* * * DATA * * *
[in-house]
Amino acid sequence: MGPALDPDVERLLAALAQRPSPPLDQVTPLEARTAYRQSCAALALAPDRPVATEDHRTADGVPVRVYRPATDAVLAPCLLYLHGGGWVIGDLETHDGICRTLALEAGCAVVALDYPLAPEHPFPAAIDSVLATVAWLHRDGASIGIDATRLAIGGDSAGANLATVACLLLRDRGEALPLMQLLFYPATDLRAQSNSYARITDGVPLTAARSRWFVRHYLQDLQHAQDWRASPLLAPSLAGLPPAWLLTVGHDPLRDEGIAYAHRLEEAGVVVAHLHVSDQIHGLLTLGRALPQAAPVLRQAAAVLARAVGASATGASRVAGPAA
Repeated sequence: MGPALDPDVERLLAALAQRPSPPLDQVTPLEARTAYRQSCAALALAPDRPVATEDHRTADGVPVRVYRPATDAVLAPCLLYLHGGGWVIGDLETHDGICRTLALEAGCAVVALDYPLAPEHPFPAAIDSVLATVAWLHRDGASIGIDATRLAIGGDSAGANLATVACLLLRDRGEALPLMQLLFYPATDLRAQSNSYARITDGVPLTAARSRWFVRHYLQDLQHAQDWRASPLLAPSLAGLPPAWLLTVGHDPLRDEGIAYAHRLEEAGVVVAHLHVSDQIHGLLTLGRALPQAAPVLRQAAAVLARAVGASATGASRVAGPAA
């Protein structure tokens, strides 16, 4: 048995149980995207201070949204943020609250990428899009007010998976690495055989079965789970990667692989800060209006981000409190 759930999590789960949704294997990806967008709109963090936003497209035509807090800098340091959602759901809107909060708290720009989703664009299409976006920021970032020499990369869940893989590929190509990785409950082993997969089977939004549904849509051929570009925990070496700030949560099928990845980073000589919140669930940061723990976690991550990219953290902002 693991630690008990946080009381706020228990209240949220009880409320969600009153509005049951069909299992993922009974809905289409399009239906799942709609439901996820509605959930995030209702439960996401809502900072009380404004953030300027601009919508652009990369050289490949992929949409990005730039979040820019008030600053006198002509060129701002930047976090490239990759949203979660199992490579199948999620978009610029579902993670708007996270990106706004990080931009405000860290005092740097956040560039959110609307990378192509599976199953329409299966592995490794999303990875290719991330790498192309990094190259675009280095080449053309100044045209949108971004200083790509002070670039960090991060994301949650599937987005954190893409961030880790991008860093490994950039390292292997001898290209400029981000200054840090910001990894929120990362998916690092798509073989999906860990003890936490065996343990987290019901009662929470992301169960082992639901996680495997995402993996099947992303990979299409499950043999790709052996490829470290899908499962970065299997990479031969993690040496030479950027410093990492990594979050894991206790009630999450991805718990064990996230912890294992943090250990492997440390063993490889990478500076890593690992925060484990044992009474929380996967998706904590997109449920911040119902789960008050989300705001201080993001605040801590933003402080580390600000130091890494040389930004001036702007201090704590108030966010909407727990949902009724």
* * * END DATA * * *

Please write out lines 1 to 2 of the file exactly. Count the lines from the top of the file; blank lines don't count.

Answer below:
[in-house]
Amino acid sequence: MGPALDPDVERLLAALAQRPSPPLDQVTPLEARTAYRQSCAALALAPDRPVATEDHRTADGVPVRVYRPATDAVLAPCLLYLHGGGWVIGDLETHDGICRTLALEAGCAVVALDYPLAPEHPFPAAIDSVLATVAWLHRDGASIGIDATRLAIGGDSAGANLATVACLLLRDRGEALPLMQLLFYPATDLRAQSNSYARITDGVPLTAARSRWFVRHYLQDLQHAQDWRASPLLAPSLAGLPPAWLLTVGHDPLRDEGIAYAHRLEEAGVVVAHLHVSDQIHGLLTLGRALPQAAPVLRQAAAVLARAVGASATGASRVAGPAA